Take the 2-minute tour ×
Mathematics Stack Exchange is a question and answer site for people studying math at any level and professionals in related fields. It's 100% free, no registration required.

I am trying to integrate the following:

$$\int e^{-2y}\cos(y^2) \, dy$$

I cannot identify a suitable substitution, and integration by parts would seem to go round in circles.

Please provide me with any minor hints in the right direction (homework).

share|improve this question
    
Are you sure you have the problem right? You may know that if $f(x)$ is a quadratic polynomial then there is no closed form for $\int e^{f(x)}\,dx$, and that's what your integral looks like. –  Gerry Myerson Oct 15 '12 at 0:39

2 Answers 2

up vote 1 down vote accepted

Is it given as indefinite integral as you wrote? If it is a definite (improper) integral given from $-\infty$ to $\infty$, I would try by writing $e^{iy^{2}} = \cos(y^{2}) + i\sin(y^{2})$. Convergence seems easy to show in this case.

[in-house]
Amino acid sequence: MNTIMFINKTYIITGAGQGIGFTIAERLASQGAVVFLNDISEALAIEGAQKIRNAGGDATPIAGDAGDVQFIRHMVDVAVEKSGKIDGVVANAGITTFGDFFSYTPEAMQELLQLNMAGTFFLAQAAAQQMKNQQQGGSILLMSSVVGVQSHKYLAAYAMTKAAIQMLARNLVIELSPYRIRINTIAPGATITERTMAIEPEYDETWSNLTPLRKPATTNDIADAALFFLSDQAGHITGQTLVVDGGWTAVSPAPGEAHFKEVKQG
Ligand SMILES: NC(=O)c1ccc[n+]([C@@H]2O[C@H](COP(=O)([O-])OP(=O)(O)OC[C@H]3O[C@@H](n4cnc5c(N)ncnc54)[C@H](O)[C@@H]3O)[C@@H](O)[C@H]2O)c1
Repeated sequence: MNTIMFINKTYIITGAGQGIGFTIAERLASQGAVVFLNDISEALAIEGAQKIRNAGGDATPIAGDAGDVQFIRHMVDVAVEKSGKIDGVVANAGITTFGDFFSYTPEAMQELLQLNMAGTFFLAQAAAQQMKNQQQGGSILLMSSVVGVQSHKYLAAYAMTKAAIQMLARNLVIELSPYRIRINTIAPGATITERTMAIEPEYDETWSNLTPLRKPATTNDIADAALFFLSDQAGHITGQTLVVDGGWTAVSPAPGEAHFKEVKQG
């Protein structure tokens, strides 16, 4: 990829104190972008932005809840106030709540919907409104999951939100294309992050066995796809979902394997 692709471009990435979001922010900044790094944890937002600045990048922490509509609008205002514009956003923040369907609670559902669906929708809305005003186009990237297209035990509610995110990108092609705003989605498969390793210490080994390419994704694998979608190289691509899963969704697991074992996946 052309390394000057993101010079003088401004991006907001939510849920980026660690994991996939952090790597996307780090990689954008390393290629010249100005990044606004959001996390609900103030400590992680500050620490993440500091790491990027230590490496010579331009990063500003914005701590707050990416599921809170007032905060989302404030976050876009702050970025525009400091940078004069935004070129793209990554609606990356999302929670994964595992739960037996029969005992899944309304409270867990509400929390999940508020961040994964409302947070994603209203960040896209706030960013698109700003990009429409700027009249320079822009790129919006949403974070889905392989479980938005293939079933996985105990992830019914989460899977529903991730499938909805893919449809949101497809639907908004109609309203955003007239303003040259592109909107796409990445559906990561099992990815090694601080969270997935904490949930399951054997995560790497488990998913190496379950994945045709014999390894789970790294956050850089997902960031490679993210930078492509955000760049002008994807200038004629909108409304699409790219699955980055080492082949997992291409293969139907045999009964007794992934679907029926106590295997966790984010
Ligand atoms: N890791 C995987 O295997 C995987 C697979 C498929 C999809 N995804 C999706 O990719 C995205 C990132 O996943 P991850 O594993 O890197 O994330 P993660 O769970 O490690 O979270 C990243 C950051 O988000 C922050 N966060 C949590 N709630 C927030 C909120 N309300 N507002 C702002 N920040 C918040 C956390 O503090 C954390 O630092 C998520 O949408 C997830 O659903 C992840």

I don't know if it is doable for indefinite integral.

share|improve this answer

Notice $\int{e^{-2y}cos(y^2)}dy = -1/2\int{cos(y^2)de^{-2y}}$. Now use Integration by parts. It is not suppose to go round on circles. Just Let $I = \int{e^{-2y}cos(y^2)}dy$, and then until you get the same expression back, you just solve for $I$.

share|improve this answer
    
The problem is that after using IBP twice, you get $\int y^2e^{-2y} \cos(y^2) $... –  N. S. Oct 15 '12 at 0:31

Your Answer

 
discard

By posting your answer, you agree to the privacy policy and terms of service.

Not the answer you're looking for? Browse other questions tagged or ask your own question.